Could you please clarify the difference between a UL Listed and UL Classified product as it pertains to door bottoms, door sweeps and gasket.

    Thank you

    • Lori says:

      Hi Bob –

      I apologize – I just realized that your question and one other (and my answers) didn’t post properly. I talked to Roger at NGP about your question, and he said that currently some products are classified (like gasketing), while doors and other products like lite kits are listed. UL is in the process of changing to new marks which use the term “certified” to replace both the classified and listed terminology. There’s more information about UL marks here: https://markshub.ul.com/.

      – Lori

  5. Michael says:

    Hi Lori,
    1. When reviewing the NGP 9200 the first assumption is that it decreases the excessive clearance to 1/8″ or less to come in compliance. It could be confusing to AHJ’s or end users that its purpose is not such and the gap may still exceed 1/8″ (ie. 5/16″ gap less 3/32″ 9200 = 7/32″ remaining gap). If I understood that correctly is there anything in writing that will help others understand this?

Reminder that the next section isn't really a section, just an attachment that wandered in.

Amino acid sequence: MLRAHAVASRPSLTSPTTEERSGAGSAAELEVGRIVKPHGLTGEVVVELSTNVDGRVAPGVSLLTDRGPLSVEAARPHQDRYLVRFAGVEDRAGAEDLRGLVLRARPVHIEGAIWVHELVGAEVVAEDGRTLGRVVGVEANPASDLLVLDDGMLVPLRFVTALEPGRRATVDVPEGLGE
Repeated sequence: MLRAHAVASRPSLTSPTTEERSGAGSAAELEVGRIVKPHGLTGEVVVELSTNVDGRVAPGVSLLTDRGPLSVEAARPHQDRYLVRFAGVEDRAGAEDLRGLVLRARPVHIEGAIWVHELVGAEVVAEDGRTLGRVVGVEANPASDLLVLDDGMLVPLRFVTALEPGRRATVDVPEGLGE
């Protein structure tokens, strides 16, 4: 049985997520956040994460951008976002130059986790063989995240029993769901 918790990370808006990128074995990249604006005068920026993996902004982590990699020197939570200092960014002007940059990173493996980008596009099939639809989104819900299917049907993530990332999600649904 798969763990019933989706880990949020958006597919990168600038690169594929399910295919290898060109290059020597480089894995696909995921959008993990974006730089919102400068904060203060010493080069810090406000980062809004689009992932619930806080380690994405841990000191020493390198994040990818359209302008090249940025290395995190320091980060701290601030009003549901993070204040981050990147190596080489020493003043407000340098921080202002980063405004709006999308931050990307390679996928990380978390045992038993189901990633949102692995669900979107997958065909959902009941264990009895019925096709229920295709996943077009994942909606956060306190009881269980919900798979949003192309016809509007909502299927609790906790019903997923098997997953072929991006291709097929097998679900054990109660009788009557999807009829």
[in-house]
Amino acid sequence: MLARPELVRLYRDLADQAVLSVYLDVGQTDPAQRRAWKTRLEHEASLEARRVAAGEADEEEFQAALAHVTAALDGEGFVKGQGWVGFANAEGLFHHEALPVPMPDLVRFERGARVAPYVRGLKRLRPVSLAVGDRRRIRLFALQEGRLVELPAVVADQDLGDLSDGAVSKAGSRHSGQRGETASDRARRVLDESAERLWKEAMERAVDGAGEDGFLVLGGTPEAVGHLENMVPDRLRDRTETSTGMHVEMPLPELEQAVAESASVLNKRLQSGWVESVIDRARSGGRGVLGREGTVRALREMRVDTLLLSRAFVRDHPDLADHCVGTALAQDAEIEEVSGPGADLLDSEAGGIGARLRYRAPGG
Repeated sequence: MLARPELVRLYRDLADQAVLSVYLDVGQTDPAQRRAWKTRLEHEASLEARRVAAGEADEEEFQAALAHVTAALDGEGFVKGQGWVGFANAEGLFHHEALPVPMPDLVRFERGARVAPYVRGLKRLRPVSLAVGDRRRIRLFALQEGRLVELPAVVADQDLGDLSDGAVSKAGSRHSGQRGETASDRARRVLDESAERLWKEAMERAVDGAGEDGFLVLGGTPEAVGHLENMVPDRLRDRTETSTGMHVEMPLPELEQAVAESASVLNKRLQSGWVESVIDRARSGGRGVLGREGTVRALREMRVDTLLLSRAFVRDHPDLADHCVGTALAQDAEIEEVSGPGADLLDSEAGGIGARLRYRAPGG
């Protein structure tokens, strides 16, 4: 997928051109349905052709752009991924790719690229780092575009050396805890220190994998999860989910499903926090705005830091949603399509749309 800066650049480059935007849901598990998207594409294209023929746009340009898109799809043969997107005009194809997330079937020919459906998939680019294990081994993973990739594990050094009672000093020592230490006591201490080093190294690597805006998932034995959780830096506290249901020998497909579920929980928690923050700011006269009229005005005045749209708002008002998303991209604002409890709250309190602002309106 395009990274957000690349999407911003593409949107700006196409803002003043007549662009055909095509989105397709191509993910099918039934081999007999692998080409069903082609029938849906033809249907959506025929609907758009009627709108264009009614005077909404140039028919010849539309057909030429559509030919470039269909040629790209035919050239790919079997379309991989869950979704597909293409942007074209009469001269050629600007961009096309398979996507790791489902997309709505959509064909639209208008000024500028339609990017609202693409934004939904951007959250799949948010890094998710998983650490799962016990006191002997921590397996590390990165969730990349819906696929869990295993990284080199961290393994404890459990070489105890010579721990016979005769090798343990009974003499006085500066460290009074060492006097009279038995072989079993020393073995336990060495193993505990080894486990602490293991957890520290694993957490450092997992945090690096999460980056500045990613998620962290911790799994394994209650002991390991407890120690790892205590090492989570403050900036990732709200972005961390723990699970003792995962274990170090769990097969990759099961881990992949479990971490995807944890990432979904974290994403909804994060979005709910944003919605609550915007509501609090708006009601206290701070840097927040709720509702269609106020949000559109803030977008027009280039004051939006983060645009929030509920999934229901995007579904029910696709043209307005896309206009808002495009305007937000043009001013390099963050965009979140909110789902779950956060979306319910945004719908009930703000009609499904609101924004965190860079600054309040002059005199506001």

2. In reviewing the NGP picture of the frame application, the 1-5/8″ wide 9200 would not leave sufficient space for typical 1/2″ or 3/8″ smoke seal installation (which would likely already be installed when the dilemma is discovered)?

    3. Presuming my assumption on questions 1 and 2 are correct why did they not test this scenario using the 9500×2525 which is similar, has intumescent, smoke seal and is rated for 20, 45, 60 & 90min?

    • Lori says:

      Hi Michael –

      I’ll pass your questions on to Roger at NGP and post the answers asap.

      – Lori

    • Lori says:

      Hi Michael –

      Here are Roger’s answers: